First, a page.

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Monday, March 04, 2024

Take it easy with the college football overreactions

<p>Dan Mullen.</p>

Dan Mullen.

All or nothing culture has carved out a place in college football.

From a distance, it makes sense. There are 130 teams operating on a razor-thin margin – and wildly different budgets and talent pools – all with the goal of being picked to participate in the College Football Playoff.

So the games do matter. All of them. And in the conference where “It Just Means More,” that holds true to an even higher degree.

But there’s something to be said about using any given Saturday as the end-all be-all report card for a football program. That thing to be said is: don’t.

Gators coach Dan Mullen was asked if he sees his team’s upcoming game this Saturday against Georgia — which will be Florida’s third top-10 matchup of the season — as a measuring stick for the program.

Mullen had a level-headed response that resonated with me:

“I never try to measure anything off one individual game because all of a sudden, you win one game and you think you have arrived,” he said. “And then you lose another one and it’s a disaster. And neither of those two are true.”

Last season is a perfect example of why using one game to gauge where a team is at is a flawed ideology.

UF lost to Kentucky in Mullen’s second game as head coach after a feel-good, but unimportant blowout win over an FCS team. Florida had not lost to the Wildcats in almost 30 years, and, at the time, the loss looked terrible: a fringe top-25 team losing to a basketball school like Kentucky.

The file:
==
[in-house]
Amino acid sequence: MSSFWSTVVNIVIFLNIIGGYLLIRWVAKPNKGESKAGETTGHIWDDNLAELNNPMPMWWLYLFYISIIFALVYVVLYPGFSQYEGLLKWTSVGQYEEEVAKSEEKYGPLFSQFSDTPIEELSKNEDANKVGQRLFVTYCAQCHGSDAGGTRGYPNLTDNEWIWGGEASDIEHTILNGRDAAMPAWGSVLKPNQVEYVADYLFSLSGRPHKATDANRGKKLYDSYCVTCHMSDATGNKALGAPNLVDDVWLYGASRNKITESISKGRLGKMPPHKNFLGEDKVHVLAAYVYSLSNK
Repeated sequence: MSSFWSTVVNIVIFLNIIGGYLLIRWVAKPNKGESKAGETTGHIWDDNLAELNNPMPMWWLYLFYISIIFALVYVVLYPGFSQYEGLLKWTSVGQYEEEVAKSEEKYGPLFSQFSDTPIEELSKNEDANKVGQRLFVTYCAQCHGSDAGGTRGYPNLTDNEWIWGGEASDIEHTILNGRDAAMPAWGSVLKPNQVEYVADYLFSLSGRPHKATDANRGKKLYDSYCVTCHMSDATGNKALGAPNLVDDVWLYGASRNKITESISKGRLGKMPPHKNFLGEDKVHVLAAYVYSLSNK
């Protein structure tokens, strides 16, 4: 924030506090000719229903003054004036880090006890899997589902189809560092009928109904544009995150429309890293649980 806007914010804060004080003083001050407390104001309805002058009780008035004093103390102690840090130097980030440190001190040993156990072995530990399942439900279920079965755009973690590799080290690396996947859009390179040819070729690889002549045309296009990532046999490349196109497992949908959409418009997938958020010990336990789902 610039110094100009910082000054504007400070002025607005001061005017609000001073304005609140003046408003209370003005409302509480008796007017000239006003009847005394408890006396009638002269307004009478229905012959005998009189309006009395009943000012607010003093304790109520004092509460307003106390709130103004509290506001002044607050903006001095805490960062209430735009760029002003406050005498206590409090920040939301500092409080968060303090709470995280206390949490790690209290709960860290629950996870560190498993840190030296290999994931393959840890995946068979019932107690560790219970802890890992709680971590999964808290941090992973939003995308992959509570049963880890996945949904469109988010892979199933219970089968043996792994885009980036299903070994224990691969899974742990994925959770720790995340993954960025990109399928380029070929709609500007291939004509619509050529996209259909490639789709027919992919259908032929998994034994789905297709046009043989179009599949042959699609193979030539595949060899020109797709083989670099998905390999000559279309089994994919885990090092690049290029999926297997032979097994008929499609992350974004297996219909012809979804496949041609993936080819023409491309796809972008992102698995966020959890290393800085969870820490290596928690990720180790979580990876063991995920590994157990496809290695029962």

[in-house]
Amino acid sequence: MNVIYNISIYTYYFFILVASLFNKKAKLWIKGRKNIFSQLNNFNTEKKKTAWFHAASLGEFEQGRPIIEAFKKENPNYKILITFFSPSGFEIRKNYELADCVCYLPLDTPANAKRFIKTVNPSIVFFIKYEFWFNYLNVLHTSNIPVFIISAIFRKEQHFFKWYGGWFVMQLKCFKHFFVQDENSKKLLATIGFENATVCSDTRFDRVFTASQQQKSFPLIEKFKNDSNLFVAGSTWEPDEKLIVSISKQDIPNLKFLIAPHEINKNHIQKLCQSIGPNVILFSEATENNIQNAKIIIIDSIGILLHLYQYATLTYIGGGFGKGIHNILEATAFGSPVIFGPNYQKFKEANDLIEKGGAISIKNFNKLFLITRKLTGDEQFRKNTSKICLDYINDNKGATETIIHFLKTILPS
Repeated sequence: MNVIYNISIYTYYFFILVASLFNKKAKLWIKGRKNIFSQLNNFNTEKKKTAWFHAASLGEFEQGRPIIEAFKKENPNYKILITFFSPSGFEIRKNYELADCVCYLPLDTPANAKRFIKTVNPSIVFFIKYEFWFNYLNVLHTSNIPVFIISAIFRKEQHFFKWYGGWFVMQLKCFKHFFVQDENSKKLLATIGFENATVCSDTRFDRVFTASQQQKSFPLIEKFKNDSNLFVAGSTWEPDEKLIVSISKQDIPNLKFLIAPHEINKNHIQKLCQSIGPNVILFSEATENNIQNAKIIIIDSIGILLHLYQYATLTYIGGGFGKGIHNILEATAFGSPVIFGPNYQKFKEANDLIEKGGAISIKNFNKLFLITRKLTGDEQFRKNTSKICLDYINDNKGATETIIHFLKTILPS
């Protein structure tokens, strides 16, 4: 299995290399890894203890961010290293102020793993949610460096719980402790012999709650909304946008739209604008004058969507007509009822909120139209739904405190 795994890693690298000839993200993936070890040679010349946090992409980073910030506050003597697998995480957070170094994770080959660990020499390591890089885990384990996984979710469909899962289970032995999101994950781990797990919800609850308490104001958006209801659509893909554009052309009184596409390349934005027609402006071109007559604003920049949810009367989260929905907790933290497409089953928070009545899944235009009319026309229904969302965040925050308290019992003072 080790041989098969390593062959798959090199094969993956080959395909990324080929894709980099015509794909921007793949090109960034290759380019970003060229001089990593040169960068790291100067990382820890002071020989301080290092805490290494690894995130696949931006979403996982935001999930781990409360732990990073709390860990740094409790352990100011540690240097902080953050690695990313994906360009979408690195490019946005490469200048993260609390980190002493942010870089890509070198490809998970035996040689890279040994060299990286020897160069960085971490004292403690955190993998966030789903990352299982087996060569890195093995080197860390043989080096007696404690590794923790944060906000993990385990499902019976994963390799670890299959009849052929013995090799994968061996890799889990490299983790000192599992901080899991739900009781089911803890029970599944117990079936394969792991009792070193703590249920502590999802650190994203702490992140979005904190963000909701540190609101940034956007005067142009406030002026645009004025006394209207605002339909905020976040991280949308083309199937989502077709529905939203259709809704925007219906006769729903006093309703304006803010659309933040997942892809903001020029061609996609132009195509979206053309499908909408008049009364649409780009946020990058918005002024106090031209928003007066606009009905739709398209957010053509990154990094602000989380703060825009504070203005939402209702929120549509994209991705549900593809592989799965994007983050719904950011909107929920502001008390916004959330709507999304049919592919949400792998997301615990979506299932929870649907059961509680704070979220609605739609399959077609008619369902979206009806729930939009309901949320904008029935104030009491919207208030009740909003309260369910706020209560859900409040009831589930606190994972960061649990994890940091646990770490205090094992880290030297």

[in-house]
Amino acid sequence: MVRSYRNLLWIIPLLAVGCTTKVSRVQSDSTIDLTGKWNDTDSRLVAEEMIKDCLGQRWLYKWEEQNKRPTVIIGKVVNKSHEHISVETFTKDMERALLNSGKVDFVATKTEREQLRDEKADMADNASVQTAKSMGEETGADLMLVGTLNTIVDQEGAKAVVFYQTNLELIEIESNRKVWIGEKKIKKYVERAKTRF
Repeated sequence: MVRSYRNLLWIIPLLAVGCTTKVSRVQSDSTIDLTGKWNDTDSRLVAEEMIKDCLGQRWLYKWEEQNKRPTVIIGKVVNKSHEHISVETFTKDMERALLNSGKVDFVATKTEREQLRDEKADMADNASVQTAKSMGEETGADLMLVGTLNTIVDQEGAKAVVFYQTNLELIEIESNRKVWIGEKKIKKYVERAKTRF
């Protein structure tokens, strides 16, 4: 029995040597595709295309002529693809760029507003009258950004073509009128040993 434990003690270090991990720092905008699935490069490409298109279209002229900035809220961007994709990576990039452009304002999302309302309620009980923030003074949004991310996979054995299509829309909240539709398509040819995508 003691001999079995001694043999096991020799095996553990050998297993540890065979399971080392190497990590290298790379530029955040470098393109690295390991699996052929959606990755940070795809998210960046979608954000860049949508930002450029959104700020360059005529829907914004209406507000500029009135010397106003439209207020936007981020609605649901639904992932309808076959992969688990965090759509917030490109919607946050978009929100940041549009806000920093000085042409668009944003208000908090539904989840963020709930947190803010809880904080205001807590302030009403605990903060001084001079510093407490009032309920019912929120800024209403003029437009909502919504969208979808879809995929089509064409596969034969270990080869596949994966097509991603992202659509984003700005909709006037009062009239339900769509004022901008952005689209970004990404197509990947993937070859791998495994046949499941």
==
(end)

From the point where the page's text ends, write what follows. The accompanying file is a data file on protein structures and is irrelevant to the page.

Turned out, Kentucky had its best season in program history and that early September slip-up ended up looking like a quality loss upon further review in December.

Similarly, a few weeks later that season, the Gators knocked off No. 5 LSU at home. That win didn’t vault the program into playoff contention, but it was a solid resume builder.

I know I’m asking a lot when I say to not overreact to individual results. The content that comes with an upset, or even just a regular loss, is enticing.

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The nature of a college football season, with maybe only three to four games a season per team with playoff implications, forces one to read too much into say, Wisconsin losing to Illinois. The Badgers are still a great team, they just had a bad week (and then had to play Ohio State the next week, which doesn’t seem fair).

But we’re not all AP voters, and even less of us are on the College Football Playoff Committee. We are not required to pencil in our opinions of programs on a neat ballot once a week. We can look at things a bit more holistically.

Stay level-headed no matter the result in Jacksonville this weekend. If the Gators lose, don’t call the season a wrap. If they win, UF isn’t a lock for the playoff. Regardless, Florida is a program on the rise.

Let’s not be prisoners of the moment. Be a responsible college football fan.

Follow Kyle Wood on Twitter @Kkylewood. Contact him at

Dan Mullen.

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